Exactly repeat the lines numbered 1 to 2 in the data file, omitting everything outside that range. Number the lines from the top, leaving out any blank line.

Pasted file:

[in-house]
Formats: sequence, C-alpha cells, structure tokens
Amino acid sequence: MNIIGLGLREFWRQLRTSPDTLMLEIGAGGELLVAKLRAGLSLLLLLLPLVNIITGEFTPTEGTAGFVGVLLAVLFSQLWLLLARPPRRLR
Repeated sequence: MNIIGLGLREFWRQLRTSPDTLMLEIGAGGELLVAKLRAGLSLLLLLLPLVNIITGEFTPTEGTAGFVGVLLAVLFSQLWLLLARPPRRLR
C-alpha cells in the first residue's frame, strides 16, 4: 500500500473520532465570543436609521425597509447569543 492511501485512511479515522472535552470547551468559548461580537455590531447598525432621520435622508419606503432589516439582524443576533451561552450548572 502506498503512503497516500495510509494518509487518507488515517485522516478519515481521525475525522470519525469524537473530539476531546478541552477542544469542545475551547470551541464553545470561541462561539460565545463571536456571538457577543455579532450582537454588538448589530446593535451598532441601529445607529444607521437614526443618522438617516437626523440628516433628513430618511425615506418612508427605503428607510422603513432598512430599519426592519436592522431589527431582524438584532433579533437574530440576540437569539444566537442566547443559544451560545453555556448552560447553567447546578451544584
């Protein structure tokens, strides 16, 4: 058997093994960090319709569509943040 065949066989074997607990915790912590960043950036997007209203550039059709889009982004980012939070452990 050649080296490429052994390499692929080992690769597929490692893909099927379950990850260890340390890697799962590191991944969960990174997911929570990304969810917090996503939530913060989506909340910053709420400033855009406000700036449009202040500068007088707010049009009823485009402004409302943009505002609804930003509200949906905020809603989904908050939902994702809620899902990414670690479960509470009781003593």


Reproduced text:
[in-house]
Formats: sequence, C-alpha cells, structure tokens